Qatar beats Chinese rivals in $1.8bn deal for London’s largest office tower

Qatar’s sovereign wealth fund looks set to conclude one of the biggest property deals in UK history: the purchase of HSBC’s headquarters in London’s Docklands (pictured) for $1.8bn. 

The Qatari Investment Authority (QIA) has been in competition with two Chinese insurance companies, Ping An and China Life, to buy the 656ft tower, which is London’s largest office building, from South Korea’s National Pension Service (NPS).

The tower has made – and lost – considerable sums for its owners in recent years.

In 2009 NPS bought it from HSBC for $1.3bn, which means that, on paper at least, the Korean firm has realised a profit of $500m in only five years.

HSBC took the building over in 2008 after its owner, the Spanish property company Metrovacesa was hit by the financial crash. Metrovacesa bought it for $1.76bn in 2006.

HSBC has a 13-year lease on the building and an agreement that links rent increases to the UK retail prices index.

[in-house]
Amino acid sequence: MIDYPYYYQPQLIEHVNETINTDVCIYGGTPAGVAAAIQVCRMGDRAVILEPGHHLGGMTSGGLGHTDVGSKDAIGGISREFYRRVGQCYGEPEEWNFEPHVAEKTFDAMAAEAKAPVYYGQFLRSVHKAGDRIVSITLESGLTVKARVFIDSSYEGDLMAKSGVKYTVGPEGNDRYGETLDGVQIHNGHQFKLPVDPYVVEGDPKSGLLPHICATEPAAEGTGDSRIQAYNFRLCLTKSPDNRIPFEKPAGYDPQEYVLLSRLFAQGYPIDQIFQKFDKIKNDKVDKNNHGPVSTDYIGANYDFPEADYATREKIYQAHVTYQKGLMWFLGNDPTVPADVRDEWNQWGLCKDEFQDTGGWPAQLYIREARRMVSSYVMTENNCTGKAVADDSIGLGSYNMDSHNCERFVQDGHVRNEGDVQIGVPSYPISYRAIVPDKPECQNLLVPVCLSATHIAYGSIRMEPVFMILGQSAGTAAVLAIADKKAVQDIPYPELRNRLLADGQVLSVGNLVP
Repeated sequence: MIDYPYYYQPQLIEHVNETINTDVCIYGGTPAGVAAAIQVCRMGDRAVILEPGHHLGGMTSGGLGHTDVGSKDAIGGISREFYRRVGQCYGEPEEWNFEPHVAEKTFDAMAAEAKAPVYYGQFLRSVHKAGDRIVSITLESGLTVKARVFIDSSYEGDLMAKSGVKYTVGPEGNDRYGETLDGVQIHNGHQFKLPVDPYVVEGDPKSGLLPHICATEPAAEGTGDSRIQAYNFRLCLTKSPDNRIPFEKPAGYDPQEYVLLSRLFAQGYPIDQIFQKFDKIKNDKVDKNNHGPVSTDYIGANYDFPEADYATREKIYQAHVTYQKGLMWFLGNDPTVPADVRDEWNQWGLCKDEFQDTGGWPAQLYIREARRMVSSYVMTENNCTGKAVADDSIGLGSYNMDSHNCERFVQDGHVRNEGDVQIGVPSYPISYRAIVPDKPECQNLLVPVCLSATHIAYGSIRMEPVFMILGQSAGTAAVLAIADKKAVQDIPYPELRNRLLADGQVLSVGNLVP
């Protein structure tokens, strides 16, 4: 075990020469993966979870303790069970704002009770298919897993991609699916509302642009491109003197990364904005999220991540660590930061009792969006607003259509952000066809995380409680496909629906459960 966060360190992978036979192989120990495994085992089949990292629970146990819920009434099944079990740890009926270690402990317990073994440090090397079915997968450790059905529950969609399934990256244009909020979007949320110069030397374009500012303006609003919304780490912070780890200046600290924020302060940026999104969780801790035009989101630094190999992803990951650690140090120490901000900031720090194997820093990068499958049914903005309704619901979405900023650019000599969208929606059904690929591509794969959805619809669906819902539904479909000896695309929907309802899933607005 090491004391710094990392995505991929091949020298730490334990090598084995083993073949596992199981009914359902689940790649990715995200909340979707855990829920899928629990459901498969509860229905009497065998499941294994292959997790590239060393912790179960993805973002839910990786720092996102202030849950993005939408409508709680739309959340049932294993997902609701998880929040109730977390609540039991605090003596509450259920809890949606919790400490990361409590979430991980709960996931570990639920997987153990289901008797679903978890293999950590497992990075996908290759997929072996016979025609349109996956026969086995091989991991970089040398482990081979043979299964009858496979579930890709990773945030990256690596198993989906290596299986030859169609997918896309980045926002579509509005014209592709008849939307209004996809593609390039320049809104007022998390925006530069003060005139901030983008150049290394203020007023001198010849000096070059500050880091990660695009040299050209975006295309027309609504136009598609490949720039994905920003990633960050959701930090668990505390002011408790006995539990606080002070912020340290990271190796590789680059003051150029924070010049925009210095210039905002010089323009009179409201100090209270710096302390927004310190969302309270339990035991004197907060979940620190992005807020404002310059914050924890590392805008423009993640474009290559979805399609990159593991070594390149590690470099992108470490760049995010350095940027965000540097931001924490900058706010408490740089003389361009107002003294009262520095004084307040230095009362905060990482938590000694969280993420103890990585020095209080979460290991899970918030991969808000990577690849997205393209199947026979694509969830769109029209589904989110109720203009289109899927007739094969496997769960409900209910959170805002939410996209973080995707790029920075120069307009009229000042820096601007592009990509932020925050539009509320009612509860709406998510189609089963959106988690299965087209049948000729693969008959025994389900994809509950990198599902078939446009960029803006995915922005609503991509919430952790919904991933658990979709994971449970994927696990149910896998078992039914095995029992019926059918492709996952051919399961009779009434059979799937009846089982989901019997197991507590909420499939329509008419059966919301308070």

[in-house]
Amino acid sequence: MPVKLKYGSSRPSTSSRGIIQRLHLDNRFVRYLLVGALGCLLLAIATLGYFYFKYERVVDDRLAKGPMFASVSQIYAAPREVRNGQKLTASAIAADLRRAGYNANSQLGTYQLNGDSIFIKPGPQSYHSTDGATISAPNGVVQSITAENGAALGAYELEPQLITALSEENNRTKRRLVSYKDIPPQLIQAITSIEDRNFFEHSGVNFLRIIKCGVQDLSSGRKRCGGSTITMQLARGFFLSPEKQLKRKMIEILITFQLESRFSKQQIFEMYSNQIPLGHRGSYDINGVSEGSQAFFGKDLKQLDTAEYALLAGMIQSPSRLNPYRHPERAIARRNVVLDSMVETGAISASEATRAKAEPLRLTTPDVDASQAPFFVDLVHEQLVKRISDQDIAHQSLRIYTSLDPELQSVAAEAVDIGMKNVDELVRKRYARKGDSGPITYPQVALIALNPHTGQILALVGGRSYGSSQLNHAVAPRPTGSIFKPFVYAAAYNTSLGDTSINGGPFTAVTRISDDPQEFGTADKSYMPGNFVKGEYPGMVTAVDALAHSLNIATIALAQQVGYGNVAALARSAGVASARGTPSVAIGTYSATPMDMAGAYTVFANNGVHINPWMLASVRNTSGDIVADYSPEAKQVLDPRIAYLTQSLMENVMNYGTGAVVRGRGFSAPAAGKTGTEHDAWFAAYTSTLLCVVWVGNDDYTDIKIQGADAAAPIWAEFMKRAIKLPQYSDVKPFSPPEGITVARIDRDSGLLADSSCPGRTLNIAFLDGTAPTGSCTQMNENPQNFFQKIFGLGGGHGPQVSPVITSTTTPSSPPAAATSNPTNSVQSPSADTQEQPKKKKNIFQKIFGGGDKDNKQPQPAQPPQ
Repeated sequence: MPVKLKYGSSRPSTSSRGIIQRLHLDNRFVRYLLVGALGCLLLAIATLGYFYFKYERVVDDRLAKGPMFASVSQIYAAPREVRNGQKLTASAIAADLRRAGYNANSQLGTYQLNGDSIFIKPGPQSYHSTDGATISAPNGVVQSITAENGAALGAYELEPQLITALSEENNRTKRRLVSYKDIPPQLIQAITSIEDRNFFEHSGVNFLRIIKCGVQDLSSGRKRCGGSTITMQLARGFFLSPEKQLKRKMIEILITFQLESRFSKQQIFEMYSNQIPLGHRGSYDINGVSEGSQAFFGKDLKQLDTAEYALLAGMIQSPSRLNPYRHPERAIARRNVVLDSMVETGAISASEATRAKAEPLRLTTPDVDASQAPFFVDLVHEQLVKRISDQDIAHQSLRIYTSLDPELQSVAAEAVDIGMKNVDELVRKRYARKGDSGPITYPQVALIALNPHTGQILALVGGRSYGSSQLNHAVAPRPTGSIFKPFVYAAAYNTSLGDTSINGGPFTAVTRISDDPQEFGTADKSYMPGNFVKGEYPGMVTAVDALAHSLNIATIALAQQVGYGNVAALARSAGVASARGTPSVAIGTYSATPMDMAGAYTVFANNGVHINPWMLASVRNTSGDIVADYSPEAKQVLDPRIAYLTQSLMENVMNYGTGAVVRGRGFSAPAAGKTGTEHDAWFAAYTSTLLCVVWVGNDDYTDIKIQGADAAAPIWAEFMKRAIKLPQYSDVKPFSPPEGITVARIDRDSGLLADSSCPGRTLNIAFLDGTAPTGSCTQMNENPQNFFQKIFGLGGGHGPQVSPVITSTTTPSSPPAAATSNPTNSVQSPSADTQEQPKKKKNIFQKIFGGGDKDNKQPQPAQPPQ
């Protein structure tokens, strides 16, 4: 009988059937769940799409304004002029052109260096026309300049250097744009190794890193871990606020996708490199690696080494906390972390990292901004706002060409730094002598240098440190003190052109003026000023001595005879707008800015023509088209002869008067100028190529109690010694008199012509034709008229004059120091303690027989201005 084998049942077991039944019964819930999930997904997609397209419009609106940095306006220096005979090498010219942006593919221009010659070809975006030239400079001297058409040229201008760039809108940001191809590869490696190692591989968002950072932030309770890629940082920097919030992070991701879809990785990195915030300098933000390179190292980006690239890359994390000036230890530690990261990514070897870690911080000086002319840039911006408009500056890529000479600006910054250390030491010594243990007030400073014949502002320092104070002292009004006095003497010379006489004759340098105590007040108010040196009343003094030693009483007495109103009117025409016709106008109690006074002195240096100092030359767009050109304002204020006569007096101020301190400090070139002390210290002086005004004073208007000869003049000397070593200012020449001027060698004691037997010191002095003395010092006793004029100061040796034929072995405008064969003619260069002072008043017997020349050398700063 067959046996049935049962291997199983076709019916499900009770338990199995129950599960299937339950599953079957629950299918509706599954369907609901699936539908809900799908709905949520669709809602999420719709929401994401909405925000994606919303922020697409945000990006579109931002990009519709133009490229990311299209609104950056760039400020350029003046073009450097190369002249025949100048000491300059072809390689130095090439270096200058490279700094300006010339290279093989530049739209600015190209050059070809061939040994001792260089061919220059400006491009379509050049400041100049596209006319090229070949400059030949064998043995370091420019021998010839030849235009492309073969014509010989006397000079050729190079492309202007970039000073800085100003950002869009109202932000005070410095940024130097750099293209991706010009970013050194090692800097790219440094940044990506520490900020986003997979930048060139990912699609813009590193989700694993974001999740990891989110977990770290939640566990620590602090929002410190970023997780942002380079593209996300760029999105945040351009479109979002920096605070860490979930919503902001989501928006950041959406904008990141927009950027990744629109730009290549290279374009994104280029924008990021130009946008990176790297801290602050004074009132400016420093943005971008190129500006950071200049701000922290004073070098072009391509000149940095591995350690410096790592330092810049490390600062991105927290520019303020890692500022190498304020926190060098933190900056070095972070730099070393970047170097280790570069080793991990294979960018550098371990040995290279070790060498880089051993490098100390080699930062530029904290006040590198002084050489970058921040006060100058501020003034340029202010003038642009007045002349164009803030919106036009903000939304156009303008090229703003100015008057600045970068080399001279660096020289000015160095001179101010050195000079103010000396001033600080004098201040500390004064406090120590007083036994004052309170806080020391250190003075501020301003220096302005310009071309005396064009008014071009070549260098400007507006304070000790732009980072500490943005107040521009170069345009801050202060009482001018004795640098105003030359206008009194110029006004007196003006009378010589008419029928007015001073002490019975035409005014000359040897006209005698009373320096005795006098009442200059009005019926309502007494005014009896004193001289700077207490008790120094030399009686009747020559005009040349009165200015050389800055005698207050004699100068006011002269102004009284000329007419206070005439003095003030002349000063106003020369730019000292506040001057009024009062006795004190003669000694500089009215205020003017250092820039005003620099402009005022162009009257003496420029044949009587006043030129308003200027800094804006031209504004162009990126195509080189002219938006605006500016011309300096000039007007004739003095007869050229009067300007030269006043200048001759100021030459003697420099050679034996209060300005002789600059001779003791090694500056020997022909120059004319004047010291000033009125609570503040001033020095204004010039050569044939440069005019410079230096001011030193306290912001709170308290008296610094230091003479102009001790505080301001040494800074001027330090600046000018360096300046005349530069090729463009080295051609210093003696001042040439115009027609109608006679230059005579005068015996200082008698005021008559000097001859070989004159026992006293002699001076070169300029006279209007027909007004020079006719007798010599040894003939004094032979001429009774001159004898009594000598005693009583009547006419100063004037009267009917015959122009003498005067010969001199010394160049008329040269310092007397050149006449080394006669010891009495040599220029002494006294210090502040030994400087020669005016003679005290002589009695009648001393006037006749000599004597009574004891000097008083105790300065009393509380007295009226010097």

The deal is the third largest in the UK in recent years, behind Blackstone’s sale of 50% of the City of London’s Broadgate complex to Singapore’s sovereign wealth fund for $2.7bn, and Armenian billionaire Dikran Izmirlian’s sale of More London to St Martin, a state-owned Kuwaiti property company, for about the same amount. 

The QIA already owns a number of London landmarks, including Harrods department store, the London Stock Exchange and the Shard tower at London Bridge. 

The fate of the HSBC tower, which was designed by Foster + Partners and completed in 2002, contrasts sharply with the Gherkin tower in the City of London, which was designed by the same firm and built in 2004. 

The owners of the Gherkin (its proper name is 30 St Mary Axe), IVG Immobilien, called in the receivers in April after it defaulted on bank loans. 

The German company had bought the tower at the height of the property boom using a loan denominated in Swiss francs that appreciated by 60%. 

The success of the HSBC sale is being seen as a sign that investors have regained their appetite for commercial property risk in London.

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